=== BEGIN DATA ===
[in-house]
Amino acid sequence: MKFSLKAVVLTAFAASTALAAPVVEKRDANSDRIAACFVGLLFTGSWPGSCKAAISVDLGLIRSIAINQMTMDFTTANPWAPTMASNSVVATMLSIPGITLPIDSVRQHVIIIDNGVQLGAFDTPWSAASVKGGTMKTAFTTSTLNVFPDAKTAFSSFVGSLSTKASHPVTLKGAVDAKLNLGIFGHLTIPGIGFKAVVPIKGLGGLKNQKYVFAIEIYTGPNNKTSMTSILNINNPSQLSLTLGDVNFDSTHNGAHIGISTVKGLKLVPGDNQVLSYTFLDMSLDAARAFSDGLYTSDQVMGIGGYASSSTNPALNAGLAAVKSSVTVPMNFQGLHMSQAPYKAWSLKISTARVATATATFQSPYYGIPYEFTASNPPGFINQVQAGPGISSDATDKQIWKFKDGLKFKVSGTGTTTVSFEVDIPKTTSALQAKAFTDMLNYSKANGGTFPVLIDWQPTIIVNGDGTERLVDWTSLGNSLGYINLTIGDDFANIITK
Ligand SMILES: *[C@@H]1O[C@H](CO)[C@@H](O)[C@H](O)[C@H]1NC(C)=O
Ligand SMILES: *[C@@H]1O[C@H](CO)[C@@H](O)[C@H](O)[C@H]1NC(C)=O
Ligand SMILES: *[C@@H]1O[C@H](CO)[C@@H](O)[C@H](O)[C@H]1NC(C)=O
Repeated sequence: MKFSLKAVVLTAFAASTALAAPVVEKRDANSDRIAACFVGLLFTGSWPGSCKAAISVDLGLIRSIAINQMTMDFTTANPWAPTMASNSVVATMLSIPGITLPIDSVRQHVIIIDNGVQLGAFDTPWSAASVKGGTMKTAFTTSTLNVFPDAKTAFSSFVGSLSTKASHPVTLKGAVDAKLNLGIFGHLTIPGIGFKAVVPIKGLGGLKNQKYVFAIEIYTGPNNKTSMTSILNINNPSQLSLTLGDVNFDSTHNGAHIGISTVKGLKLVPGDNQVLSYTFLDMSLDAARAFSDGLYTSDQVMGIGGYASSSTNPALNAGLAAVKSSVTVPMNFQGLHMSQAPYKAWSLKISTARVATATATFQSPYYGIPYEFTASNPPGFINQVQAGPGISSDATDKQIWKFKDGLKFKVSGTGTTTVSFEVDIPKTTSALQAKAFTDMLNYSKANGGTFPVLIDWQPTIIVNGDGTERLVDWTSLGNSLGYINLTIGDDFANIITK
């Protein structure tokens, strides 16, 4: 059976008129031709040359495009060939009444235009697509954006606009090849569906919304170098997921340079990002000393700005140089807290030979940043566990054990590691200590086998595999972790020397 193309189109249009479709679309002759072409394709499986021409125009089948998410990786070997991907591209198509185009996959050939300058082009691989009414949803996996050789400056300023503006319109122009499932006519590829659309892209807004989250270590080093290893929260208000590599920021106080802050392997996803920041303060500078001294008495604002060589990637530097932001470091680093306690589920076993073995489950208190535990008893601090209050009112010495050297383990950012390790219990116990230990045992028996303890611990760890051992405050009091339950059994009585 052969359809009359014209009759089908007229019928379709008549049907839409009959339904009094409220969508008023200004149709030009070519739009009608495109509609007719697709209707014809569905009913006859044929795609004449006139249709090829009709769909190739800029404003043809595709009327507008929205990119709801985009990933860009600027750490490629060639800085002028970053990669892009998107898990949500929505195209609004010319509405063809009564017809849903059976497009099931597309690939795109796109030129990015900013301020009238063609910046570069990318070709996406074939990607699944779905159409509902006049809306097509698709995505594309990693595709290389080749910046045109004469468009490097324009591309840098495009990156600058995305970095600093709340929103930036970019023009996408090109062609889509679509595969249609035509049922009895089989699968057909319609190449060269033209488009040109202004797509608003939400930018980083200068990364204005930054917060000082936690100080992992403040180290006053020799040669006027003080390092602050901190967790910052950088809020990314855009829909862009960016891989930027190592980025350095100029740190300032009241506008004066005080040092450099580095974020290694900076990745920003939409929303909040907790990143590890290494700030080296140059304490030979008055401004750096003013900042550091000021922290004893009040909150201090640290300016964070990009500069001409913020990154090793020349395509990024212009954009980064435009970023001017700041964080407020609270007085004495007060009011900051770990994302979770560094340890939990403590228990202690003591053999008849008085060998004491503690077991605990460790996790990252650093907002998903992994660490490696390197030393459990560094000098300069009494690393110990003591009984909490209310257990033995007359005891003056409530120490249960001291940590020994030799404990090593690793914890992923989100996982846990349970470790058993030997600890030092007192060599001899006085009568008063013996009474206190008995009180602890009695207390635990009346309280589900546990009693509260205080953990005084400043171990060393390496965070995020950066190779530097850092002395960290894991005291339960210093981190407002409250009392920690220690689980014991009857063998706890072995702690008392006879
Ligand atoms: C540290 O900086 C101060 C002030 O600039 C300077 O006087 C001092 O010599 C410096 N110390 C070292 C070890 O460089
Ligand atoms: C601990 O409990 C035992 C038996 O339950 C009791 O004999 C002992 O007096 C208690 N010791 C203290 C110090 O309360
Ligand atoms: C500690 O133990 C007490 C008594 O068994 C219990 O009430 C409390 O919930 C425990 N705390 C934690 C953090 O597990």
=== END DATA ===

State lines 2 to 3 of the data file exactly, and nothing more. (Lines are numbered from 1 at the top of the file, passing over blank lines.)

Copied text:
Amino acid sequence: MKFSLKAVVLTAFAASTALAAPVVEKRDANSDRIAACFVGLLFTGSWPGSCKAAISVDLGLIRSIAINQMTMDFTTANPWAPTMASNSVVATMLSIPGITLPIDSVRQHVIIIDNGVQLGAFDTPWSAASVKGGTMKTAFTTSTLNVFPDAKTAFSSFVGSLSTKASHPVTLKGAVDAKLNLGIFGHLTIPGIGFKAVVPIKGLGGLKNQKYVFAIEIYTGPNNKTSMTSILNINNPSQLSLTLGDVNFDSTHNGAHIGISTVKGLKLVPGDNQVLSYTFLDMSLDAARAFSDGLYTSDQVMGIGGYASSSTNPALNAGLAAVKSSVTVPMNFQGLHMSQAPYKAWSLKISTARVATATATFQSPYYGIPYEFTASNPPGFINQVQAGPGISSDATDKQIWKFKDGLKFKVSGTGTTTVSFEVDIPKTTSALQAKAFTDMLNYSKANGGTFPVLIDWQPTIIVNGDGTERLVDWTSLGNSLGYINLTIGDDFANIITK
Ligand SMILES: *[C@@H]1O[C@H](CO)[C@@H](O)[C@H](O)[C@H]1NC(C)=O